Out of the Box: Positive Development & Social Change Through the Arts
7 Pages Posted: 20 Jan 2020
Date Written: December 17, 2012
As a part of its collaboration with the Born This Way Foundation, the Berkman Center is publishing on this website a series of papers that synthesize existing peer-reviewed research or equivalent scholarship and provide research-grounded insight to the variety of stakeholders working on issues related to youth empowerment and action towards creating a kinder, braver world. This series, called the The Kinder & Braver World Project: Research Series (danah boyd, John Palfrey, and Dena Sacco, editors), is presented by the Born This Way Foundation & the Berkman Center for Internet and Society at Harvard University, and supported by the John D. & Catherine T. MacArthur Foundation. This set of papers involves topics related to the Role of Youth Organizations and Youth Movements for Social Change.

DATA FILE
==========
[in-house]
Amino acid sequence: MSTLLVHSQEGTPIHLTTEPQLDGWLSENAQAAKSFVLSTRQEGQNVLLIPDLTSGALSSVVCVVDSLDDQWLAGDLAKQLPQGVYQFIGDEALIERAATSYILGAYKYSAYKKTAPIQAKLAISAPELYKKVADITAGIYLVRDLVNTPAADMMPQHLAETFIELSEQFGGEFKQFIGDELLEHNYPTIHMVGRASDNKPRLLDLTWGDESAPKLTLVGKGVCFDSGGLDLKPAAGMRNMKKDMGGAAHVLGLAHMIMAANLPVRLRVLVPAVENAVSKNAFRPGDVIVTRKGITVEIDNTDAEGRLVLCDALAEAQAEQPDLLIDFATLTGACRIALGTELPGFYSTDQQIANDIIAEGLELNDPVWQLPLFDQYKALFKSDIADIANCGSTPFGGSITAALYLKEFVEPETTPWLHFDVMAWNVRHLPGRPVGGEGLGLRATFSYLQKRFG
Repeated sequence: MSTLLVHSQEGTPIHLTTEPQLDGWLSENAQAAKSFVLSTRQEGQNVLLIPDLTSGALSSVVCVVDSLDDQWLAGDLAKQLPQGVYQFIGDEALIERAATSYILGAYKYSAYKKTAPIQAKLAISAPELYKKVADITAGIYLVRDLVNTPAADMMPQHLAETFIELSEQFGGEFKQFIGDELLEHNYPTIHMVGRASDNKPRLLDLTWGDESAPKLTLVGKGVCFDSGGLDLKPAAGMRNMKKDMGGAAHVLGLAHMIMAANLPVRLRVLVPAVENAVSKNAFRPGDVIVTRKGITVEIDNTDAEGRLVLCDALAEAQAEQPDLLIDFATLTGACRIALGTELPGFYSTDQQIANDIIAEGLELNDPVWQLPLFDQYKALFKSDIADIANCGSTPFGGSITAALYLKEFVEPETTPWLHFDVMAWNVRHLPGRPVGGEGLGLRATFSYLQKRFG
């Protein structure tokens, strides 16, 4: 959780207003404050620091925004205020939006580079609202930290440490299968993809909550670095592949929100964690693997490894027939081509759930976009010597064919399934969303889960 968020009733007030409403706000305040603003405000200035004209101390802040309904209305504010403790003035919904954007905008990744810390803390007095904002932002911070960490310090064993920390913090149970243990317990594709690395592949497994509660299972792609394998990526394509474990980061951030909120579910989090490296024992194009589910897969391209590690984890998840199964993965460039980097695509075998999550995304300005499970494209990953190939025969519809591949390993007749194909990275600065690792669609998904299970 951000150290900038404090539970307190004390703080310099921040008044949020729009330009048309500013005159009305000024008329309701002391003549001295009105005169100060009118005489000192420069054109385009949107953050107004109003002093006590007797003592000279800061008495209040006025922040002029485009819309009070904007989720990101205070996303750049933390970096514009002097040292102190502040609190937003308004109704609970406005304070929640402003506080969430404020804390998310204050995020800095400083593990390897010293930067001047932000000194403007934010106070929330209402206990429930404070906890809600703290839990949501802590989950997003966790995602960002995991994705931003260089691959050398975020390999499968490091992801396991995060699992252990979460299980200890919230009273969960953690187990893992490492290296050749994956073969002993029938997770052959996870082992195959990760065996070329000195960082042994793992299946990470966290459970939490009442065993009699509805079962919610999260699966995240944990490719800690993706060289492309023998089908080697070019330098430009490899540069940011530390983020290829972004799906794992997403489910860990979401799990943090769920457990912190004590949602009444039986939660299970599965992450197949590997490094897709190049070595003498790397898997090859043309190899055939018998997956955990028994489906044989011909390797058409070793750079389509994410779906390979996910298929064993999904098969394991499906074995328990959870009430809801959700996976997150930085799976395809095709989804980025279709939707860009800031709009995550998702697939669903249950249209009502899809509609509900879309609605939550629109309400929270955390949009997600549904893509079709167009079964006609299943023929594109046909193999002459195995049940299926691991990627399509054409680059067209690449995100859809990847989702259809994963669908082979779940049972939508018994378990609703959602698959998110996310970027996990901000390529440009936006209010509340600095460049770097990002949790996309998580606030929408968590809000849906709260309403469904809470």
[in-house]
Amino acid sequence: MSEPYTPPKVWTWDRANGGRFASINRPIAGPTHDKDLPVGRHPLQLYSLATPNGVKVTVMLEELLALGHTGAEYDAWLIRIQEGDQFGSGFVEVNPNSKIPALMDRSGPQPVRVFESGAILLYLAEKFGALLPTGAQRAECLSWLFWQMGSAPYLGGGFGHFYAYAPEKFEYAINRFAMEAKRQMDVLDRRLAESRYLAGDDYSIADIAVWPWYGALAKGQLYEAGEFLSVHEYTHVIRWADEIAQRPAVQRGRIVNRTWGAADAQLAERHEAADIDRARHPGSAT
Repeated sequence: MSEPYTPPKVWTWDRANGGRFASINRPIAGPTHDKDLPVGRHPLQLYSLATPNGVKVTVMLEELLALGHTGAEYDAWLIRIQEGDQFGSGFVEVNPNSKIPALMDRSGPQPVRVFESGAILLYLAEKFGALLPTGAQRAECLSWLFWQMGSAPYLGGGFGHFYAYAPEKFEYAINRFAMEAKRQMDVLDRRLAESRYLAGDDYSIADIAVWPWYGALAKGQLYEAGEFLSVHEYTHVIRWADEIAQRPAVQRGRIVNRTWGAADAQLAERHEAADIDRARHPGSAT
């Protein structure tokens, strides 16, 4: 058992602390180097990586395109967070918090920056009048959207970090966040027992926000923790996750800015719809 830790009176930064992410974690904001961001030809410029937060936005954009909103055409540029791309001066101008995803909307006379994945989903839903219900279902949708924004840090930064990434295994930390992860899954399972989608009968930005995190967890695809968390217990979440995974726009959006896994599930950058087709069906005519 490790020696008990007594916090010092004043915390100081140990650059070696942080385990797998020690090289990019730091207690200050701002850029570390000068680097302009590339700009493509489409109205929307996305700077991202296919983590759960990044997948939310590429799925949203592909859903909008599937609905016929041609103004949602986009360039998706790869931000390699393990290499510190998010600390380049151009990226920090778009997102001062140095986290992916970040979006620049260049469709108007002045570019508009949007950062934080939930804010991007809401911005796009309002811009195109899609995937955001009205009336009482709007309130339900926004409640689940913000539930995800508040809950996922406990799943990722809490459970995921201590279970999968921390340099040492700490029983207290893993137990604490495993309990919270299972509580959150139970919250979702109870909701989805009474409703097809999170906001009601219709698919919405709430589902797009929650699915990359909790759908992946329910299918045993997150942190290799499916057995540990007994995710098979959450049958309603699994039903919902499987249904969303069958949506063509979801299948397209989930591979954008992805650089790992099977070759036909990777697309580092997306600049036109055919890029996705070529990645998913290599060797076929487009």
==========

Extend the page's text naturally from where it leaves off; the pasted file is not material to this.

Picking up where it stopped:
From early childhood to adolescence, the arts can foster youth movements for social change through positive development. Students who experience high levels of arts enrichment show greater academic performance, enrollment in and graduation from high school and college, civic and community service, news consumption, and engagement in local politics. Moreover, participation in the arts — even as a spectator — predicts increases in civic engagement, tolerance and altruism, regardless of age, race, or education.
One of the ways in which the arts promote positive development is through opportunities for social-emotional learning. The social-emotional value of the arts is important because these needs are central to behavior, and social-emotional skill building contributes to a healthier social and learning environment.
The arts are a powerful vehicle for social-emotional learning because they have universal appeal and allow for group participation by persons of all abilities and cultures. Shared creative experiences can facilitate insight and empathy, which enable changing perceptions of self and others, social connection, and individual and collective empowerment. Furthermore, group-based arts activities can be implemented in school and recreational settings where most youth can be found.
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